10 May

New manuscript published – RhoA regulates translation of the Nogo-A decoy SPARC in white matter-invading glioblastomas

Picture from: Wirthschaft et al., Acta Neuropathol. 2019 (CC BY 4.0)

A collaborative effort lead by Björn Tews and supported by the research consortium ‘Systems Biology of the Unfolded Protein Response in Glioma’ (SUPR-G, generously funded by the BMBF in the framework of the e:med initiative) has resulted in a recent publication in Acta Neuropathologica that demonstrates a function of the peptide SPARC in migration and infiltrative growth of glioblastoma cells. SPARC production and secretion is enhanced via regulation of the UPR sensor IRE1 via AKT. SPARC secretion then prevents Nogo-A from inhibiting migration via RhoA. Advanced ultramicroscopy in undissected mouse brains reveals that gliomas require SPARC for invading into white matter structures and its depletion reduces tumor dissemination which significantly prolongs survival and improves response to cytostatic therapy. The discovery of a novel RhoA-IRE1 axis now provides a druggable target for interfering with SPARC production and underscores its therapeutic value. The full publiation can be accessed here.

15 Mar

New manuscript published – Purification of cross-linked RNA-protein complexes by phenol-toluol extraction (PTex)

We are happy that the collaborative effort spearheaded by Benedikt Beckmann at the Integrated Research Institute (IRI) for the Life Sciences has now resulted in a publication. We have described the approach earlier (see here) which, in a nutshell, allows the purification of cross-linked ribonucleoproteins by a series of organic extractions. Access the full article here at Nature Communications.

25 Jan

New publication from the lab: How to stabilize a sex-specific gene expression pattern in male flies

New manuscript from the lab published in Nucleic Acids Research: Drosophila Sister-of-Sex-lethal reinforces a male-specific gene expression pattern by controlling Sex-lethal alternative splicing.

In a collboration with the labs of Stefan Schneuwly, Gunter Meister (both at the University of Regensburg), Michael Krahn (Westfälische Wilhelms-Universität Münster), and Oliver Rossbach (Justus-Liebig-University Giessen), we could demonstrate that the protein Sister-of-sex-lethal (Ssx) is required in male flies to suppress production of Sex-lethal (Sxl).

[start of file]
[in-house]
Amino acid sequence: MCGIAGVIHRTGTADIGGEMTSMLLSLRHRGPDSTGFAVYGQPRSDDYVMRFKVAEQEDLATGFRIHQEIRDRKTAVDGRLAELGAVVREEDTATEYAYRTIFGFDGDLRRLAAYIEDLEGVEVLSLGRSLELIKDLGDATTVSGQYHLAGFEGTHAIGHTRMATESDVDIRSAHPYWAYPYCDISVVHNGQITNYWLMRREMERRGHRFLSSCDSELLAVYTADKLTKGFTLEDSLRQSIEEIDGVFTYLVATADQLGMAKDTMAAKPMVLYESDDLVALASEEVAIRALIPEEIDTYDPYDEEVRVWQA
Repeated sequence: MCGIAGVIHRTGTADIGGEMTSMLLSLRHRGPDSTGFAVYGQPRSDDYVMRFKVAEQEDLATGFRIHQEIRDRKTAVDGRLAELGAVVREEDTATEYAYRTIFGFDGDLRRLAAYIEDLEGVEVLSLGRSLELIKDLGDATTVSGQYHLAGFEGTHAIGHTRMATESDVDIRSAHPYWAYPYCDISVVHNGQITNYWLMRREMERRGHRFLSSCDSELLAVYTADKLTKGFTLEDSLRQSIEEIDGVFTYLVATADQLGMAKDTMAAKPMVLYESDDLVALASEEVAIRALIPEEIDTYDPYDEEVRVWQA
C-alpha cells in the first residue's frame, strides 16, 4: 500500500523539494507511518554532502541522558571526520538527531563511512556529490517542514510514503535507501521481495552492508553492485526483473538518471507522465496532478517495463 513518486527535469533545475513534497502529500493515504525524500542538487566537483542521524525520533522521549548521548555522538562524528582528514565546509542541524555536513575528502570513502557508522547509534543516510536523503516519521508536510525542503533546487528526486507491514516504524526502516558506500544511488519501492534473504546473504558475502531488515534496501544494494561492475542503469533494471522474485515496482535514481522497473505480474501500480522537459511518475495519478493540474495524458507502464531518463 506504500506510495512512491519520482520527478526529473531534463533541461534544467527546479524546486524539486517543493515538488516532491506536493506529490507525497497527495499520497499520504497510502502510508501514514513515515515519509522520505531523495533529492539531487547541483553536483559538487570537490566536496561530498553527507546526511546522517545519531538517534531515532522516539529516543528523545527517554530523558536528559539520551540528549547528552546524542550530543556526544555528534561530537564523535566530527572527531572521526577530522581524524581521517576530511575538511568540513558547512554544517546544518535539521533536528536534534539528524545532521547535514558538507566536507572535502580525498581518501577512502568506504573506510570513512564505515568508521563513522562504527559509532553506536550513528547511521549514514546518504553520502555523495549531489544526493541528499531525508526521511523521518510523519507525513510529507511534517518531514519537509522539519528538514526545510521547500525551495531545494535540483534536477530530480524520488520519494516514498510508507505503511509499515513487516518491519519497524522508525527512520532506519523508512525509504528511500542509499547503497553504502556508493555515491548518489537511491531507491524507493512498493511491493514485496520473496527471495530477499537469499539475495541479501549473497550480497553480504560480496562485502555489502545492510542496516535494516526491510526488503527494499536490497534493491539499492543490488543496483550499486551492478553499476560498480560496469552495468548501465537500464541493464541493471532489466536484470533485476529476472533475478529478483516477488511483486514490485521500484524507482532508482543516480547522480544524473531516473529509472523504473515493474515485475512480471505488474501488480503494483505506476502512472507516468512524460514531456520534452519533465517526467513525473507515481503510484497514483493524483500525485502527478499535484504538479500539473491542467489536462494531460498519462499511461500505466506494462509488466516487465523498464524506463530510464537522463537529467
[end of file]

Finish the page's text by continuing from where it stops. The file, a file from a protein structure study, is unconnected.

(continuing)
Genomic tagging of the Sex-lethal (Sxl) locus in flies to reveal Sxl protein mis-expression (arrowheads) in male flies mutant for Sister-of-Sex-lethal. Arrows mark expression of a Sxl isoform in neural cell bodies and projections.

 

Most higher eukaryotes reproduce sexually, increasing the variability in the offspring. This allows e.g. rapid adaption to a new (or changing) environment or the cleansing of harmful mutations from a population. Sexual reproduction in higher eukaryotes usually involves individuals of different sex: males and females. Not surprisingly, the genetic programs that determine sex and control sexual differentiation need to be particularly robust in order to ensure survival of the population.

In Drosophila, a single protein, the master regulator Sex-lethal (Sxl), governs female development by controlling the expression of key factors involved in female morphology and behaviour. Once expressed, it engages in an auto-regulatory, positive feedback loop to ensure its sustained expression. This stably ‘flips the switch’ and commits to female development.

In contrast, in males Sxl expression needs to be shut-off which is achieved by alternative splicing that generates RNA isoforms encoding truncated, non-functional Sxl protein. Fluctuations inherent to gene expression can, however, produce small amounts of functional Sxl protein. When left unchallenged, this protein can trigger a self-enforcing cascade resulting in Sxl protein expression snowballing out of control. Until now, however, it remained unclear how males completely shut off the Sxl expression cascade and protect themselves against runaway protein production to ensure robust sex-specific development.

We have discovered a safeguard mechanism that prevents Sxl production in adult male flies. We identified the protein Sister of Sex-lethal (Ssx) as the first antagonist of Sxl-mediated auto-regulatory splicing that defines a precise threshold level for activation of the auto-regulatory, positive feedback loop that controls Sxl expression. We could show that Ssx exerts function by competing with Sxl for the same RNA regulatory elements thus preventing Sxl from triggering the self-enforcing expression cascade in adult male animals.

 

8 Jun